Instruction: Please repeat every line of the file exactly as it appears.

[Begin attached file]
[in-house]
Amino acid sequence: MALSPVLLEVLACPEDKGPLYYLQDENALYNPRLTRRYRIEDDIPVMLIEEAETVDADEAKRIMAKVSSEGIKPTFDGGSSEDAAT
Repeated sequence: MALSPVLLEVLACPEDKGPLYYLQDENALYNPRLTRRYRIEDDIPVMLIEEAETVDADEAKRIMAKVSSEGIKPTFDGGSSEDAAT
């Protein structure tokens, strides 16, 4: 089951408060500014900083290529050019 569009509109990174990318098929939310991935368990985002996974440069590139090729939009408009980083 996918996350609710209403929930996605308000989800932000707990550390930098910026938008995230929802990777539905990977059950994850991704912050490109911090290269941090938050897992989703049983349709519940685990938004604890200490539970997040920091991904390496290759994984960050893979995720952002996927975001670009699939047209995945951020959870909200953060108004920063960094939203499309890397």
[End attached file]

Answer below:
[in-house]
Amino acid sequence: MALSPVLLEVLACPEDKGPLYYLQDENALYNPRLTRRYRIEDDIPVMLIEEAETVDADEAKRIMAKVSSEGIKPTFDGGSSEDAAT
Repeated sequence: MALSPVLLEVLACPEDKGPLYYLQDENALYNPRLTRRYRIEDDIPVMLIEEAETVDADEAKRIMAKVSSEGIKPTFDGGSSEDAAT
């Protein structure tokens, strides 16, 4: 089951408060500014900083290529050019 569009509109990174990318098929939310991935368990985002996974440069590139090729939009408009980083 996918996350609710209403929930996605308000989800932000707990550390930098910026938008995230929802990777539905990977059950994850991704912050490109911090290269941090938050897992989703049983349709519940685990938004604890200490539970997040920091991904390496290759994984960050893979995720952002996927975001670009699939047209995945951020959870909200953060108004920063960094939203499309890397």